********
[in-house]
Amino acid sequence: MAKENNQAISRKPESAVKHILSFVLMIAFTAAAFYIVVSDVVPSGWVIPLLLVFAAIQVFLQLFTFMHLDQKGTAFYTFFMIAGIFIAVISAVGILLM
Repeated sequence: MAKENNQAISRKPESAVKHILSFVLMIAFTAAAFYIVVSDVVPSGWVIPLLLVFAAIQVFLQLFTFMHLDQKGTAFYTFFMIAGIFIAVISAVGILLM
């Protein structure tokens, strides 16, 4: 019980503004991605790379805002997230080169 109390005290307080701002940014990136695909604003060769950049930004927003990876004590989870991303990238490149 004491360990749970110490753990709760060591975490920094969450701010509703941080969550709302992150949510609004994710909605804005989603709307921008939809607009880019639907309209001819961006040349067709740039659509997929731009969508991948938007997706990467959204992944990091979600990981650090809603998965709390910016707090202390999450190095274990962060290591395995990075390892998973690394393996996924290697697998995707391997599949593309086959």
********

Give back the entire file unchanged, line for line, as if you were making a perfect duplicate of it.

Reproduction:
[in-house]
Amino acid sequence: MAKENNQAISRKPESAVKHILSFVLMIAFTAAAFYIVVSDVVPSGWVIPLLLVFAAIQVFLQLFTFMHLDQKGTAFYTFFMIAGIFIAVISAVGILLM
Repeated sequence: MAKENNQAISRKPESAVKHILSFVLMIAFTAAAFYIVVSDVVPSGWVIPLLLVFAAIQVFLQLFTFMHLDQKGTAFYTFFMIAGIFIAVISAVGILLM
């Protein structure tokens, strides 16, 4: 019980503004991605790379805002997230080169 109390005290307080701002940014990136695909604003060769950049930004927003990876004590989870991303990238490149 004491360990749970110490753990709760060591975490920094969450701010509703941080969550709302992150949510609004994710909605804005989603709307921008939809607009880019639907309209001819961006040349067709740039659509997929731009969508991948938007997706990467959204992944990091979600990981650090809603998965709390910016707090202390999450190095274990962060290591395995990075390892998973690394393996996924290697697998995707391997599949593309086959």